Kareem Abdul-Jabbar Addresses Anti-Semitism in Sports and Hollywood
NBA legend Kareem Abdul-Jabbar addressed anti-Semitism in the sports world and Hollywood in a new column for The Hollywood Reporter. In his piece, he questioned why in the midst of the Black Lives Matters movement, there has not appeared to be much outrage against anti-Semitic messages that several prominent celebrities have shared online. Instead, running contrary to social justice, he described the response to anti-Semitism as “meh-rage.”
“When reading the dark squishy entrails of popular culture, meh-rage in the face of sustained prejudice is an indisputable sign of the coming Apatholypse: apathy to all forms of social justice,” Abdul-Jabbar wrote. “After all, if it’s OK to discriminate against one group of people by hauling out cultural stereotypes without much pushback, it must be OK to do the same to others. Illogic begets illogic.”
He cited a series of tweets from Ice Cube, which contained content that Abdul-Jabbar said, “in general implied that Jews were responsible for the oppression of blacks.” He also referred to NFL player DeSean Jackson sharing anti-Semitic messages and NBA player Stephen Jackson agreeing with those sentiments. Abdul-Jabbar also called out Stephen Jackson’s support for “the notorious homophobe and anti-Semite Louis Farrakhan. That is the kind of dehumanizing characterization of a people that causes the police abuses that killed his friend, George Floyd.”
Abdul-Jabbar also said that Chelsea Handler shared videos of Farrakhan to her wide social media audience. “That means almost 4 million people received a subliminal message that even some Jews think being anti-Jewish is justified,” Abdul-Jabbar wrote.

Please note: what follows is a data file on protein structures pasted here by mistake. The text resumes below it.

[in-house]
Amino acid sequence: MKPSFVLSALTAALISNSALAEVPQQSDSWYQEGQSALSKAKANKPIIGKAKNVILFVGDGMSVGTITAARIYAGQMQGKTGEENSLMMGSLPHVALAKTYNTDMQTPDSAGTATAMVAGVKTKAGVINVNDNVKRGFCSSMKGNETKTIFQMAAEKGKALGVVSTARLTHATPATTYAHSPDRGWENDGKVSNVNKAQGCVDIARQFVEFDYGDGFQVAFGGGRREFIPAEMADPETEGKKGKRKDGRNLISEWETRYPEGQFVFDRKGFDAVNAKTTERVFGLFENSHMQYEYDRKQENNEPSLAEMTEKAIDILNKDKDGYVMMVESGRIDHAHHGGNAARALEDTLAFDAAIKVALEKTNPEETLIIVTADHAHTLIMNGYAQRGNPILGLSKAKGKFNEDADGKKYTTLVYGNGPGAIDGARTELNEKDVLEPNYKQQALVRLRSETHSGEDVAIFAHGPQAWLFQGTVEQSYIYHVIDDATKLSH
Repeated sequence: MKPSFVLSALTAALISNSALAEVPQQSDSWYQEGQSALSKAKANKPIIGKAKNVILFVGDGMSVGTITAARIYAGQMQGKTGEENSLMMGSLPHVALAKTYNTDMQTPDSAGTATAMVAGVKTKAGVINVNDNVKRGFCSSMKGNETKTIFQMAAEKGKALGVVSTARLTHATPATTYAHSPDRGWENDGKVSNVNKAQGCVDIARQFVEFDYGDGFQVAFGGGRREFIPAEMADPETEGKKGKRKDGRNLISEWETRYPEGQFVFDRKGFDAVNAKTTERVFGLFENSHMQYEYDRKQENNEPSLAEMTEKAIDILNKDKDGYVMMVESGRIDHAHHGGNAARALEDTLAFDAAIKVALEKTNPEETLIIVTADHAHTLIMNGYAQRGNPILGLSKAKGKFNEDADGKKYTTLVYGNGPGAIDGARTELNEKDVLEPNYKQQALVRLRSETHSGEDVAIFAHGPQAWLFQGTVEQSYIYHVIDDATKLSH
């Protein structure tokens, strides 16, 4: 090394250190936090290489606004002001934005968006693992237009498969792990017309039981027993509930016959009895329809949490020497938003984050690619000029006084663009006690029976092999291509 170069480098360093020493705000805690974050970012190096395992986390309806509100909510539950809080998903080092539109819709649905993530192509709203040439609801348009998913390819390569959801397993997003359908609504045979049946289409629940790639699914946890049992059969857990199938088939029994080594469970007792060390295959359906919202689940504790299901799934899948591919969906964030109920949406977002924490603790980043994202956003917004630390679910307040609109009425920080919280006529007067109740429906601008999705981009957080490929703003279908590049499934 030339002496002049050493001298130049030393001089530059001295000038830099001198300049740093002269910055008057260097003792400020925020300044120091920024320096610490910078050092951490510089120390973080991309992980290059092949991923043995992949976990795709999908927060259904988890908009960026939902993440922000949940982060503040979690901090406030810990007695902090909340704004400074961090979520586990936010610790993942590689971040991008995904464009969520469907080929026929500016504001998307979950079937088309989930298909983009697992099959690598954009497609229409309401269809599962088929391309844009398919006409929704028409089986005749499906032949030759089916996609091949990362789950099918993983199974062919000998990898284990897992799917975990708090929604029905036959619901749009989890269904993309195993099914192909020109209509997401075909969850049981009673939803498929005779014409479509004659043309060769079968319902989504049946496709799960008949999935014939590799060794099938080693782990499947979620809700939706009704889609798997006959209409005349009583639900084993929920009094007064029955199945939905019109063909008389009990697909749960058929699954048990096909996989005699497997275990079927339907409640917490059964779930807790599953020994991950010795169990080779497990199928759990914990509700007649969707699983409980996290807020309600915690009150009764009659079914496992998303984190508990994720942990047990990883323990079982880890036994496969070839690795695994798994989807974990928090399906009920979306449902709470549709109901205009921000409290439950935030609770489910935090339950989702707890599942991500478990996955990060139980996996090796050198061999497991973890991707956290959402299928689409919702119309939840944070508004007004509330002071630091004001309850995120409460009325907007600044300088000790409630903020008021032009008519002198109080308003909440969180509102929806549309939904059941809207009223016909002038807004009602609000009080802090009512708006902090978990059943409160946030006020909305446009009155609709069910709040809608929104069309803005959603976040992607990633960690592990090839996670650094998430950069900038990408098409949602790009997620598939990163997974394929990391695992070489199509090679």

“These famous, outspoken people share the same scapegoat logic as all oppressive groups from Nazis to the KKK: all our troubles are because of bad-apple groups that worship wrong, have the wrong complexion, come from the wrong country, are the wrong gender or love the wrong gender,” he wrote. “It’s so disheartening to see people from groups that have been violently marginalized do the same thing to others without realizing that perpetuating this kind of bad logic is what perpetuates racism.”
He concluded by pointing out that history continues to repeat itself. “The lesson never changes, so why is it so hard for some people to learn: No one is free until everyone is free,” he wrote. “As Martin Luther King Jr. explained: ‘Injustice anywhere is a threat to justice everywhere. We are caught in an inescapable network of mutuality.’ So, let’s act like it. If we’re going to be outraged by injustice, let’s be outraged by injustice against anyone.” Read Abdul-Jabbar’s full THR column.
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